2009 winner

Winner: St Francis Hospice

Highly commended: Lorraine Youdle

Runner-up: Advanced Decision Making Tool Working Party

We were delighted and encouraged to receive a range of nominations for the award, of a very high standard. It is clear that many individuals, teams and organisations across the UK are working hard to provide excellent care and support for people with learning disabilities at the end of life, and to improve their practice.

Award winners 2009, with the chair and vice chair

Winner 2009: Saint Francis Hospice in Romford, Essex.

Saint Francis Hospice had initiated a project to improve care for people with learning disabilities who have advanced life-limiting illness. The judges were impressed with the hospice’s sustained commitment to meeting the needs of people with learning disabilities, leading to changes in practice and excellent collaboration with local learning disability services.

New initiatives included changes in the hospice referral form to alert staff to the presence of learning disabilities; fast-tracking patients with learning disabilities; making resource packs and communication tools available to staff; staff training; identifying among hospice staff ‘champions’ for adults with learning disabilities; and on-going regular meetings and collaboration with those supporting people with learning disabilities at home and in hospital.

These changes have led to tangible improvements in the support of people with learning disabilities at the end of life. The judges felt that Saint Francis Hospice has set a bench-mark for palliative care services everywhere.

In her acceptance speech, palliative care nurse specialist Janet Kirby explained how the hospice had worked towards this:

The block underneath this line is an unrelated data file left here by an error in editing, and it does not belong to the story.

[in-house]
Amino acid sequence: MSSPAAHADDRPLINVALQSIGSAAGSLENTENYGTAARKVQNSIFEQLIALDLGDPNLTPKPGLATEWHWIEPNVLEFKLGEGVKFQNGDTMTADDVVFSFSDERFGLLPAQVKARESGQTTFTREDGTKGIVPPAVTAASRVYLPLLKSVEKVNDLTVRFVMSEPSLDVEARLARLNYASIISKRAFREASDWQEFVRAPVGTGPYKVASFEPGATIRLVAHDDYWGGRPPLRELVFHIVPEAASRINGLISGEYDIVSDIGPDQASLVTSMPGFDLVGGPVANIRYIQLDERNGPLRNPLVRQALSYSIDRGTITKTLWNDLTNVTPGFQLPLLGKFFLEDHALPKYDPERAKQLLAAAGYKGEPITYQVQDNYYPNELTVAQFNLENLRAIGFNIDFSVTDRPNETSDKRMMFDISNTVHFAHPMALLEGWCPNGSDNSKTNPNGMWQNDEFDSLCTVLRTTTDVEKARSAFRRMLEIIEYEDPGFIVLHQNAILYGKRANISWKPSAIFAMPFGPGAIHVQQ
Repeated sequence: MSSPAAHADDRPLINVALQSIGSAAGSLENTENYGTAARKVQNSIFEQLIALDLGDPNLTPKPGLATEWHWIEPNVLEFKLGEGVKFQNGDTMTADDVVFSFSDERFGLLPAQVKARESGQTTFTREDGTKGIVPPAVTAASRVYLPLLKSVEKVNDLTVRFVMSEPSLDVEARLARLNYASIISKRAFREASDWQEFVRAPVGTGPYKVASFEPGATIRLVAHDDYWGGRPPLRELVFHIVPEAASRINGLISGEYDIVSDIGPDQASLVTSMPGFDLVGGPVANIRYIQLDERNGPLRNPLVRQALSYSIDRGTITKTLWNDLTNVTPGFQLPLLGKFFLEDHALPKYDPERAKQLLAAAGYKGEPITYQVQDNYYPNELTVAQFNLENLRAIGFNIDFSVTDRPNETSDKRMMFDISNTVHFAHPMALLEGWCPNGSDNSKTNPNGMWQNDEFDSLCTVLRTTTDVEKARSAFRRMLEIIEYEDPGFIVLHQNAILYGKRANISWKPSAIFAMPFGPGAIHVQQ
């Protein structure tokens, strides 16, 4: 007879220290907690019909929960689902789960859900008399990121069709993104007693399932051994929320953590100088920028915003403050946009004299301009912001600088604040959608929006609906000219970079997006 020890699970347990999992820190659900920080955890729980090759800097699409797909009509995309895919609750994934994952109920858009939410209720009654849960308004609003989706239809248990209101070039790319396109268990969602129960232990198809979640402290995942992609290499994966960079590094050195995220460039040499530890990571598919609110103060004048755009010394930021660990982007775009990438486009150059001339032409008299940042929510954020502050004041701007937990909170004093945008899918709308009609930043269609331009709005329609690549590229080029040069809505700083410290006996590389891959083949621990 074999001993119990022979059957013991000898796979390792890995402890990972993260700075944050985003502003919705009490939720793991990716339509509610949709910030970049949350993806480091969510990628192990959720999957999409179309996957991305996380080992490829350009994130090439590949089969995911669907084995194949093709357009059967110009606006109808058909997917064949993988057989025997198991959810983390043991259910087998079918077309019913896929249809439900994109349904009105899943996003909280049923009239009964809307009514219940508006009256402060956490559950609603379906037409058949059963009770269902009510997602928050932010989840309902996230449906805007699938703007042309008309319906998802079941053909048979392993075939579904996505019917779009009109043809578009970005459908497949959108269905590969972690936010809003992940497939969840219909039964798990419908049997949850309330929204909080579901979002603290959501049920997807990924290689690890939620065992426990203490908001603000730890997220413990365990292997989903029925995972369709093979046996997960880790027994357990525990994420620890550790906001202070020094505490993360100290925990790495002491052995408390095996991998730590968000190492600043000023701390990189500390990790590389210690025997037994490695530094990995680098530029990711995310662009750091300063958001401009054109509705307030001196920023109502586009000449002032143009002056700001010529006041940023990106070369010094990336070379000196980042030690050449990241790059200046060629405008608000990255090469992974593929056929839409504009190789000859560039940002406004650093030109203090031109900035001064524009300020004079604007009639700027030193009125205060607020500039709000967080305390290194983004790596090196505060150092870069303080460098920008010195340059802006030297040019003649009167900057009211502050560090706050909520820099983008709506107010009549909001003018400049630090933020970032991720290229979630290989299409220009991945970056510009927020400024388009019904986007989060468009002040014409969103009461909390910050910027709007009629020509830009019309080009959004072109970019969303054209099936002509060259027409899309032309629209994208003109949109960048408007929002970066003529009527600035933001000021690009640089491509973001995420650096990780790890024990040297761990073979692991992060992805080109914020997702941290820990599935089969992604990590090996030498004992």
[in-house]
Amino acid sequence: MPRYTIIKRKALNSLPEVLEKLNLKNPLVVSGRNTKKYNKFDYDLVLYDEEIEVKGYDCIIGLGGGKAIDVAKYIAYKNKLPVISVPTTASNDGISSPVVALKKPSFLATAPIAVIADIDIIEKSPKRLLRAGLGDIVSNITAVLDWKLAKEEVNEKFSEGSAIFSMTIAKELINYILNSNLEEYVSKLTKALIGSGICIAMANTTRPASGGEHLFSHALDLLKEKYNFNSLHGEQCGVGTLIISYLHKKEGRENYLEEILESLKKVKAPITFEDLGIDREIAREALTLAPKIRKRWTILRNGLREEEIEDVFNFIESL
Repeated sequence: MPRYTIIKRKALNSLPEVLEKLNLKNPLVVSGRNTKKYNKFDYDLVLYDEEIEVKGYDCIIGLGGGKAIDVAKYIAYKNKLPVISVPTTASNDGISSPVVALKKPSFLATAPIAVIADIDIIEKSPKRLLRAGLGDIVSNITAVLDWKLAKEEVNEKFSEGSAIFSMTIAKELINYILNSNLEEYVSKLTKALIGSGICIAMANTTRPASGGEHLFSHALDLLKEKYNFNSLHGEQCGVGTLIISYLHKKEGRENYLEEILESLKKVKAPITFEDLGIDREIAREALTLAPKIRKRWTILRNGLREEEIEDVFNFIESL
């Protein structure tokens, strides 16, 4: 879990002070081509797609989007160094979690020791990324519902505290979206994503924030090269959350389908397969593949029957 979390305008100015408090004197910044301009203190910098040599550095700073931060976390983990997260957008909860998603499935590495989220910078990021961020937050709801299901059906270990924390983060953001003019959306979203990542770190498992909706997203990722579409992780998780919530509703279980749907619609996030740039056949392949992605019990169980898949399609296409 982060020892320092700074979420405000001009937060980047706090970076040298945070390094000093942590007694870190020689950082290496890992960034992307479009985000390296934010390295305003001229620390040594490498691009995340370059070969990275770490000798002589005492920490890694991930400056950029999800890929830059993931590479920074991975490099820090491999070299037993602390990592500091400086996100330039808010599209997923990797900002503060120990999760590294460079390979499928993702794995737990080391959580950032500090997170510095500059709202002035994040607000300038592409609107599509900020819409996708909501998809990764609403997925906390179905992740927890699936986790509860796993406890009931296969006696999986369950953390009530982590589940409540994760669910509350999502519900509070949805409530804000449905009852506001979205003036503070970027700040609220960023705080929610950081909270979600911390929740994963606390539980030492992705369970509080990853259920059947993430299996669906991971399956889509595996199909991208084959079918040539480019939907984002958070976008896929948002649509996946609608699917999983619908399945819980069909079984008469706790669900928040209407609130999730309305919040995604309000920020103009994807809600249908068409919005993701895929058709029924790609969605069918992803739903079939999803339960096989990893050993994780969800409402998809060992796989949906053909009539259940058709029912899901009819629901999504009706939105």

“In November 2006, Jane Sutherland (Director of Patient Services) and Corinna Midgley (Medical Director) attended a conference at Help the Hospices on widening access for marginalised groups to palliative care.

On return from the conference, they recognised their shortfalls in knowledge and confidence but had a passion to bring best care to those who need it. They invited local experts working within learning disabilities services in the community and colleagues within the Hospice to join a process mapping exercise at the Hospice, using the Help the Hospice Widening Access model.

The process mapping exercise identified a huge gap in understanding of support services and supportive material for people with learning disability and a huge gap in understanding of specialist palliative care services available for support through difficult times.

Several key action points emerged from the mapping, along with a real commitment to work together – a working group was formed.

The commitment by everyone in the group to work together on this project was exciting and inspiring – it has resulted in some excellent developments.

  • A change to the hospice referral form to ensure that people with vulnerabilities such as learning disability are highlighted.
  • A greater knowledge and understanding by learning disability staff of hospice services, and better knowledge of when a referral would be appropriate.